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Analysis: Busek Says No Time To Lose On Kosova

  • Patrick Moore

Erhard Busek, who heads the EU-led Balkan Stability Pact, told Vienna's "Die Presse" of 8 June that the unstable situation in Kosova affects the entire region and hence must be dealt with quickly.

He briefly outlined four points that must be addressed without delay. First, he said that someone must soon be appointed to succeed Harri Holkeri, who recently resigned as head of the UN's civilian administration in Kosova (UNMIK).

Second, Busek called for the EU to take the lead in "Europeanizing the problem," by which he apparently means proposing a solution for the political and economic issues affecting Serbia as well as Kosova, especially since the EU expects Serbia to join the Brussels-based bloc in the long term.

Third, the EU must give Belgrade an unspecified "clear sign" even before the second round of the Serbian presidential elections, which presumably will follow soon on the heels of the first round scheduled for 13 June.

Fourth, Busek wants UNMIK's mandate "tightened."

He did not go into details on any of the four points, but it is clear that he believes that time is of the essence and that Brussels must offer the region specific pledges and conditions regarding eventual EU membership ("RFE/RL Balkan Report," 10 October 2003 and 21 May 2004).

Many observers have long warned that a continuing lack of clear possibilities for Euro-Atlantic integration could lead to politically dangerous frustration in Kosova, Serbia, and Bosnia-Herzegovina. Other observers go a step further, saying that those three countries, and possibly some of their neighbors, could eventually become failed states or "black holes" in an otherwise united and prosperous Europe (see "RFE/RL Balkan Report," 8 August 2003, and 2 and 16 April, and 28 May 2004).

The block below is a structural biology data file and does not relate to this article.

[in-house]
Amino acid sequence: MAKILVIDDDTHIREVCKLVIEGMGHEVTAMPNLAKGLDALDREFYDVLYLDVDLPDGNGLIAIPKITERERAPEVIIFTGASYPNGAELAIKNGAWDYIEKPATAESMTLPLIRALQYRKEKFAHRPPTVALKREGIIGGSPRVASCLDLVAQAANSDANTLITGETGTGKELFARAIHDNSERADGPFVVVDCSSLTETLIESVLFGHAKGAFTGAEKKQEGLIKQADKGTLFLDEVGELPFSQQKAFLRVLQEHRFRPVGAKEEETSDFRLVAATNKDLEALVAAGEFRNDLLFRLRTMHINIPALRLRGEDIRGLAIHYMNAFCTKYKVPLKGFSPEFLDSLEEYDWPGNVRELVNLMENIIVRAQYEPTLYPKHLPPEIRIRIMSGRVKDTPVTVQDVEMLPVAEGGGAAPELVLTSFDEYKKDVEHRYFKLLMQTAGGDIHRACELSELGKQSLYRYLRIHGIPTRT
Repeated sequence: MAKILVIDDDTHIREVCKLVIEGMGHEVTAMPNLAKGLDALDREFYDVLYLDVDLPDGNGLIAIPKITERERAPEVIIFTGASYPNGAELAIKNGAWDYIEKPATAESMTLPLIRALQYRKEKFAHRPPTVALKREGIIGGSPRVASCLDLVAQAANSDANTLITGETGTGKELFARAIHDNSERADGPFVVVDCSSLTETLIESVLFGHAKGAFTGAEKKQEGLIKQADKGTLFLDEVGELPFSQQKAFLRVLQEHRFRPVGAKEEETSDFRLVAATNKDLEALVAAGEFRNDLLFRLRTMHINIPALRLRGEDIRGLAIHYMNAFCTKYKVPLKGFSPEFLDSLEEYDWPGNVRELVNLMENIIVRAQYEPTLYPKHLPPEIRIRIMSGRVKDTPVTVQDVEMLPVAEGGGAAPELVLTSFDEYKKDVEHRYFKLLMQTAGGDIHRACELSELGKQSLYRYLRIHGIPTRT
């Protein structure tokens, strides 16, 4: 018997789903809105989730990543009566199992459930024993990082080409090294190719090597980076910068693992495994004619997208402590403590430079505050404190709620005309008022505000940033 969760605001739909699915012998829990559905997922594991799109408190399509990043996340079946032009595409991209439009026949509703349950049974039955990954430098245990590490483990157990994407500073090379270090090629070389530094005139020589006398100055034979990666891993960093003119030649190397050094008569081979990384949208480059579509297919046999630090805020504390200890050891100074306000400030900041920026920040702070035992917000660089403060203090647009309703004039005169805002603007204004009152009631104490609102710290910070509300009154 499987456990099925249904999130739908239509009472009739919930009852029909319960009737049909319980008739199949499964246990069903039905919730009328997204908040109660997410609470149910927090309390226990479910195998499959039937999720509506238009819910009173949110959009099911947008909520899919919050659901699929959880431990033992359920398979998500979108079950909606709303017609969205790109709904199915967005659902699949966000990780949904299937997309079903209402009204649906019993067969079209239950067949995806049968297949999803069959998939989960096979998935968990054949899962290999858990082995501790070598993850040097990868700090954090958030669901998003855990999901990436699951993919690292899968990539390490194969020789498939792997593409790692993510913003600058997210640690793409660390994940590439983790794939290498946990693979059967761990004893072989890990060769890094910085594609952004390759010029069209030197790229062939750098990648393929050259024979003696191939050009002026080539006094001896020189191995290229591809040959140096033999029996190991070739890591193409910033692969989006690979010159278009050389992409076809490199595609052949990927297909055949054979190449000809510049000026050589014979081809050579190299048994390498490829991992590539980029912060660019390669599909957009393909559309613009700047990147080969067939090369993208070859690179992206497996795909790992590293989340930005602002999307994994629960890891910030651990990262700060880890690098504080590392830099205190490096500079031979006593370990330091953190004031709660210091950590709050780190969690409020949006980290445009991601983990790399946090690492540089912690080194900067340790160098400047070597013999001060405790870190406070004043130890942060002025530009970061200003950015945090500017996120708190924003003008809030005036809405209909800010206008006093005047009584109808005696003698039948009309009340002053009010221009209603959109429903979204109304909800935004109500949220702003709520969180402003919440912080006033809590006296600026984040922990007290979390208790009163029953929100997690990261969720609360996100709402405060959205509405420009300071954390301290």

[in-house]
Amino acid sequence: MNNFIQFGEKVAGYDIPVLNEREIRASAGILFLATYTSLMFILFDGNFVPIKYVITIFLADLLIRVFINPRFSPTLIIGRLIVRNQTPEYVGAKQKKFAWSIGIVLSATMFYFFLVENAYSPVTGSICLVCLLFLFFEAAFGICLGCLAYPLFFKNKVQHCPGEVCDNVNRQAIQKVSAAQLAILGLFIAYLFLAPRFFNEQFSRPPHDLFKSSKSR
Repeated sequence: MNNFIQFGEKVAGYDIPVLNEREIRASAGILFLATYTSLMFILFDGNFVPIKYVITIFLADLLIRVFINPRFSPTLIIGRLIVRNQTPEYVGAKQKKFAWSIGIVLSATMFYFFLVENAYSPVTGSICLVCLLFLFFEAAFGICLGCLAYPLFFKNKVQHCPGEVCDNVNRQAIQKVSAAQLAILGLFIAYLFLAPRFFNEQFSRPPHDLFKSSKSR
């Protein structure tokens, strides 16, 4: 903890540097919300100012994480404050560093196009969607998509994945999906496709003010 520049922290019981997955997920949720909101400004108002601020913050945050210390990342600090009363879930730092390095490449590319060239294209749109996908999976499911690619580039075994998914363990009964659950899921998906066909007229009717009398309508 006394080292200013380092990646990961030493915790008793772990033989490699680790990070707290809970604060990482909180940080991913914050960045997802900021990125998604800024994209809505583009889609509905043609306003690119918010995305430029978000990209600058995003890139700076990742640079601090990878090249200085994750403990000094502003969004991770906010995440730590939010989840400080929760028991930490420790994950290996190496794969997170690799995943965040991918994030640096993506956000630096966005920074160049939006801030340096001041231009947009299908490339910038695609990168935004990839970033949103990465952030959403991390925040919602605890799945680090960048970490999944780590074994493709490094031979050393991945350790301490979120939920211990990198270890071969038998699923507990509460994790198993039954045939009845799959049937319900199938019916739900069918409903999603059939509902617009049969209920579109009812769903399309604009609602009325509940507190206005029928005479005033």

But undeterred by gloomy scenarios, representatives of many countries of Southeastern Europe belonging to Busek's EU-led Balkan Stability Pact met in Portoroz, Slovenia, on 8 June with officials from donor countries to mark the pact's fifth anniversary. The Stability Pact is a clearing house for a wide variety of aid-development projects to promote peace, stability, and cooperation in the region with the backing of the EU, United States, Russia, Japan, and foreign NGOs (see "RFE/RL Newsline," 22 April 2004).

It has achieved a high degree of cooperation between the countries of the region, more so than most people in the region realize, the "Frankfurter Allgemeine Zeitung" wrote. The pact helped conclude 21 free-trade pacts within the region to promote self-help and end dependency on countries outside the Balkans.

Many observers of Balkan affairs have long lamented tendencies in the region to look for trade and political ties first and foremost with the major powers. As a result, links between the Balkan countries have often been neglected. It is much easier to find people in the region who speak Western languages and have traveled extensively in Western Europe or the United States than to find people who know other Balkan languages and countries.

At the Portoroz gathering itself, Busek noted that democracy has become firmly rooted in the region. He added, however, that the pact will no longer be needed only when all the Balkan countries have joined the EU. He said that the prospect of joining not only the EU but also NATO has been the key force in promoting regional stabilization in the five years of the pact's existence.

Speaking on behalf of the host country, Slovenia's Janez Potocnik, who is a co-commissioner in the EU's Directorate-General for Enlargement, noted that EU membership is an ambitious goal but that it remains the only option for the countries of the region. He stressed that there are no shortcuts to membership, adding, however, that it is in each country's own interest to attain European standards.

Shortly before the Portoroz meeting opened, Busek warned against complacency over what the pact has already achieved. He also criticized tendencies in the postcommunist region to see the role of the state as paramount in building a better future. The pact itself takes pride in being small and efficient, employing only just over 30 full-time employees with an annual budget of $2.3 million.
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